In this opinion piece, David Kelly, chief executive of the Registered Master Builders Association, says New Zealand cannot afford the seven years it took the construction sector to recover from the last downturn – and heralds a key forum to prevent that happening.

Falling confidence in the economy, off the back of surging inflation and sharply rising interest rates, is heralding an end to the long building and construction boom.  

But the sector has been here before. 

Boom-bust cycles

For nigh on five decades, the construction industry has faced a succession of boom-bust cycles. After each cycle, we somehow expect it to be different the next time, but the cycle keeps on repeating because, as a country, we haven’t learnt from our past mistakes.  

While lessons from the past can seem straightforward, they have proved elusive to achieve. This time we are determined to avoid a repeat, so we will be examining strategies to minimise the downturn’s impact on the sector, its workforce, and for New Zealanders wanting to build.  

Given the arch-pressures facing building and construction, it has never been more important for the sector to hear from leading voices across residential and commercial sectors in Australasia, as well as from government on how to successfully navigate our way through this toughening period.  

Forum for strategies

That’s why Constructive 2022 is a not-to-be-missed forum to be held in Rotorua on August 25-26. 

Its theme is: “Insights for Building New Futures: lessons from the past, strategies for the present” and it will showcase the sector’s best thinkers grappling with the extreme conditions being experienced.     

Constructive 2022 will pose the crucial strategic question facing the government and the sector: how to maintain continuity of supply through down cycles? 

This is undoubtedly a strategic question because decades of uneven housing policies have fuelled the boom-bust cycle which has historically beset the sector.   

Now is the time to act and do things differently. 

Ever since the 1970s, perverse disincentives for council planning and consenting processes have grown. Ad-hoc, incremental government policy changes since then have treated symptoms rather than causes, and acute infrastructure financing limits for councils has seen public policy largely driving the dysfunction of the housing market.           

This reinforces the crucial role of government. It is, after all, a significant player in the commercial construction market, building hospitals, schools, libraries, social housing, and other public amenities.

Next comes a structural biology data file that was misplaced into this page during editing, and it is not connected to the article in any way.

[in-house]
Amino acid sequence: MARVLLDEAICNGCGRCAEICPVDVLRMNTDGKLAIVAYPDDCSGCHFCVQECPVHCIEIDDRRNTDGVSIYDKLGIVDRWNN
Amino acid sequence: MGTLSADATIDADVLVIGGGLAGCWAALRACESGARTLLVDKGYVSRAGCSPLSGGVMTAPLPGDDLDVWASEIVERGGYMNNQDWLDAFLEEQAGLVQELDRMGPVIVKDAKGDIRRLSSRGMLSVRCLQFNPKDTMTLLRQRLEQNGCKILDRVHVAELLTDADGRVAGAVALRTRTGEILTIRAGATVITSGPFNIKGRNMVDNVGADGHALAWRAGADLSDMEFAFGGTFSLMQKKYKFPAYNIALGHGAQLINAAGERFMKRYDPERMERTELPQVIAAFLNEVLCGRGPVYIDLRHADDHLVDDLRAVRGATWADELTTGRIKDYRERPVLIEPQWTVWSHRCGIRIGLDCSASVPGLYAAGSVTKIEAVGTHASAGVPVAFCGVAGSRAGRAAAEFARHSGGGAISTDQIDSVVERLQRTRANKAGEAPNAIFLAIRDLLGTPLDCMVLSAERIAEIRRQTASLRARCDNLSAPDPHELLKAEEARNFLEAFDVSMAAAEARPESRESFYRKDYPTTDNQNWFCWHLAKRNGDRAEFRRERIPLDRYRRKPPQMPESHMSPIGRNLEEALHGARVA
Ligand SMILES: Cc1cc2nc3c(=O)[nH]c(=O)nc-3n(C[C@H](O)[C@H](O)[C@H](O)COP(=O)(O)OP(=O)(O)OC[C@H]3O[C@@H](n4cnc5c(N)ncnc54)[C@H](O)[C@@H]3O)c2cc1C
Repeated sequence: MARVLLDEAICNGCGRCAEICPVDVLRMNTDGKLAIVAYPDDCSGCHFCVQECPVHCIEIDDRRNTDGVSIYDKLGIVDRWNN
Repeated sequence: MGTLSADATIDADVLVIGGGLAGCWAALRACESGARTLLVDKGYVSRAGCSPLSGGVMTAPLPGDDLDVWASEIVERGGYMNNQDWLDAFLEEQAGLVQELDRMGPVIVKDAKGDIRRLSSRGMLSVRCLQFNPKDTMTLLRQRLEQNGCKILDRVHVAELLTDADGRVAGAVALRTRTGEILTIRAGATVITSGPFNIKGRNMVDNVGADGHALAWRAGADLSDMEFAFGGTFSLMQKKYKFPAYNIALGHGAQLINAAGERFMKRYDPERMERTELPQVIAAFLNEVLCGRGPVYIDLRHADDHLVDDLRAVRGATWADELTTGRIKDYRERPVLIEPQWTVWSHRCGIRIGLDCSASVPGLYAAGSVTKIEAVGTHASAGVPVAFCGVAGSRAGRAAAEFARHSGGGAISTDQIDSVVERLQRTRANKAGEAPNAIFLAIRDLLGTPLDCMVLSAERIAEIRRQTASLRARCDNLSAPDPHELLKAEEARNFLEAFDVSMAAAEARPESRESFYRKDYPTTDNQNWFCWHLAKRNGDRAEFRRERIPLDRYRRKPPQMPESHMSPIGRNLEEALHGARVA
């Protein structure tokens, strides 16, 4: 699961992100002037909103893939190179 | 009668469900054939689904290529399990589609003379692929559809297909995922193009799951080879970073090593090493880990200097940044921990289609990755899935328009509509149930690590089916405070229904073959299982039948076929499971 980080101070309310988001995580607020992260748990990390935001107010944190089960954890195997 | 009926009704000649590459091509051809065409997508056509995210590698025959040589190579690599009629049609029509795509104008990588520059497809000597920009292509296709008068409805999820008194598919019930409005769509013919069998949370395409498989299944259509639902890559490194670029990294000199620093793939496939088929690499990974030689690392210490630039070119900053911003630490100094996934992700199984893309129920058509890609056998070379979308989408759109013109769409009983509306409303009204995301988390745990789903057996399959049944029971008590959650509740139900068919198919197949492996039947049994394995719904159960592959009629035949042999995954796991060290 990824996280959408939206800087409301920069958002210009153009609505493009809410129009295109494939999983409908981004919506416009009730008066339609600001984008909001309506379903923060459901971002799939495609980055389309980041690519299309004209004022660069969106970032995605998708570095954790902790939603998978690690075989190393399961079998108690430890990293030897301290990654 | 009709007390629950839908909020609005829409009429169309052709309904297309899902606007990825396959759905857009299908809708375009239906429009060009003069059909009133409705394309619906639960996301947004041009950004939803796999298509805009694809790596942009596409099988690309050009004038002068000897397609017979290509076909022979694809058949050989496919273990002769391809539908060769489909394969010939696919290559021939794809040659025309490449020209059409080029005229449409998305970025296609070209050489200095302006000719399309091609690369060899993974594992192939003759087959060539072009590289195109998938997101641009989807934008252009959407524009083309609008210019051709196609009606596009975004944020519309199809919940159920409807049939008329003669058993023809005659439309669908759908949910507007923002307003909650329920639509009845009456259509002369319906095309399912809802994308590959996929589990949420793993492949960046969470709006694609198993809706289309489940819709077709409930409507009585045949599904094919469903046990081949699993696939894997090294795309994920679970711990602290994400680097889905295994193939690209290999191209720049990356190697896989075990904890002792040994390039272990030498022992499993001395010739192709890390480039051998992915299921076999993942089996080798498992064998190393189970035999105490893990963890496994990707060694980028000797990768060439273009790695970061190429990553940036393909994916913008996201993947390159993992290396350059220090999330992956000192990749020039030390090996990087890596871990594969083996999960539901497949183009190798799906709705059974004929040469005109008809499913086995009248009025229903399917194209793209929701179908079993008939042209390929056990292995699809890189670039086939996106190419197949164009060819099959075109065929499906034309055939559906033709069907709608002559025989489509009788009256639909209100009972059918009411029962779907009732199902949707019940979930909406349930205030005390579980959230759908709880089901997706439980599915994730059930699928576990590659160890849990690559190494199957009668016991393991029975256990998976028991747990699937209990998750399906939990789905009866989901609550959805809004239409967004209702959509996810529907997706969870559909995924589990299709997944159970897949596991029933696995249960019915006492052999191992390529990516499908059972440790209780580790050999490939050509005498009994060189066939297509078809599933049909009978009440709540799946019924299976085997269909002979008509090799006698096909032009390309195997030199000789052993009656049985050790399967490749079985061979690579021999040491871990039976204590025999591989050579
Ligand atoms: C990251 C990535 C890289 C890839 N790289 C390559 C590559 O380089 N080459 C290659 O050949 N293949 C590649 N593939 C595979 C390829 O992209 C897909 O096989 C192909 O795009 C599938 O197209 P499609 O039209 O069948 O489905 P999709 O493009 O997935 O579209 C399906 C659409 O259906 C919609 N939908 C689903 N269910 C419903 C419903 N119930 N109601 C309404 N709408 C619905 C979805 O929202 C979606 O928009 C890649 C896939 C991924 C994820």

Both the government and the sector have roles to play, and at Constructive 2022 we will be hearing from the government and the opposition about their plans for the sector’s next crucial phase.   

With greater predictability and less volatility over time, central and local government and developers would be able to better plan what type of houses to build and where.  

Taking a strategic view, by viewing housing as critical infrastructure, would constitute transformative public policy and would help an already stressed sector through the looming cyclical downturn. 

That is how we will move from reactive, catch-up policymaking responding to market inequities, to proactive leadership that can better anticipate the tough challenges faced.  

We know that during the last downturn, it took the sector seven years before its workforce recovered to pre-bust numbers. In that time, our housing and infrastructure deficit reached crisis point. 

The country cannot afford for this to happen yet again. 

Building and construction is a significant contributor to the national economy, so its performance matters. It’s currently the third-largest contributor to gross domestic product (GDP), at about $20 billion per annum and it sustains more than 540,000 jobs.  

With 95 per cent of building firms employing 10 staff or less, our workforce is deeply embedded in communities right across our cities and regions. They are responsible for building our homes, schools, and hospitals. 

Construction has therefore been doing its bit to help New Zealand recover from the historic disruption that Covid-19 has wrought. It’s been challenging, and the situation has been daunting for our workforce. 

But while we adapted as well as could be expected during the pandemic, current economic conditions place the sector and its workforce on the precipice. 

We need to act now, before it is too late – and Constructive 2022 represents the premier vehicle to help shape the strategies both the government and the sector need to help build a new and more resilient future. 

For more information on Constructive 2022 go to

Registered Master Builders is the voice of the building and construction industry, representing quality built environments where we live, work and play.